The Port of Astoria and its union staff have agreed to tie their pay to the agency’s performance.
Thirteen employees at the Port, from maintenance workers to the head of security, are represented by the local chapter of the International Longshore and Warehouse Union. The two parties recently agreed on a new contract through June 2022.
The workers, whose payroll of $1.2 million represents 15% of the Port’s operating expenses, have historically received between 2% and 3% pay increases.
Under the new contract, wage increases will be based on a three-year rolling average of the Port’s operating gains. Employees will receive no raises for an increase of less than $99,000, 1% for up to a $199,000 increase, 2% for up to $299,000, 3% for up to $399,000, 4% for up to $499,000 and 5% for any increase greater than $500,000.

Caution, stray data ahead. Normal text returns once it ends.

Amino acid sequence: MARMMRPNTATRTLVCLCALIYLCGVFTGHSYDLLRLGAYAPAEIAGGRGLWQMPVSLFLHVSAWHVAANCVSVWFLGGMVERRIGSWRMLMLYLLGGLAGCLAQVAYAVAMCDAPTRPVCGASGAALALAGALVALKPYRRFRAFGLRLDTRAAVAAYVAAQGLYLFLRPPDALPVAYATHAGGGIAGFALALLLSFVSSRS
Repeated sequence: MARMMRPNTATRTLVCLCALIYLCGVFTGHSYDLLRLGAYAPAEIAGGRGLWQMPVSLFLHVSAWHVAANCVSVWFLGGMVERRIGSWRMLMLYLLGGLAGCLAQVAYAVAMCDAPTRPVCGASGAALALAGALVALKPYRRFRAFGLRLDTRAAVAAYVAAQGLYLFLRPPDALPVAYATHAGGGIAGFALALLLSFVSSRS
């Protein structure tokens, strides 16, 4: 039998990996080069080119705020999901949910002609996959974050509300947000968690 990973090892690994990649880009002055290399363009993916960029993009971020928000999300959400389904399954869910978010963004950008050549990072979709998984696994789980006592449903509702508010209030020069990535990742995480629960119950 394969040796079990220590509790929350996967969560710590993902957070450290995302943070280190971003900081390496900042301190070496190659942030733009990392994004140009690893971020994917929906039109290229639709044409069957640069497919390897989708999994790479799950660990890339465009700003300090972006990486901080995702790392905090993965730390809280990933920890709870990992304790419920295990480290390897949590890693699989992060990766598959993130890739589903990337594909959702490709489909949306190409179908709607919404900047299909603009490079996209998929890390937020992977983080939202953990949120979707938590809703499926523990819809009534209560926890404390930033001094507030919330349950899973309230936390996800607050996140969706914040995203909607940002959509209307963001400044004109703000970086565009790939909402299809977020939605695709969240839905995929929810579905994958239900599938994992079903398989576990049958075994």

“It aligns their goals with the goals of the organization,” said Will Isom, the Port’s interim executive director. “If you’re a boots-on-the-ground guy, you have an incentive to help bring ideas forth to better the Port.”
Paul Montgomery, a maintenance worker and shop steward at the Port, said staff is putting their trust in Isom and the agency’s administration.
“We kind of all wanted to be on the ground level of something good, and show our support to our employers,” he said.
Isom’s first experience with the concept was as an analyst with the Georgia-Pacific Wauna Mill, where nonunion employees would receive raises based on financial, safety and other metrics.
The Port is in a unique situation as a government that relies mostly on operating revenue rather than property taxes.
“Most of our revenue is earned,” Isom said. “To me, incentivizing our crew to make us more profitable makes sense.”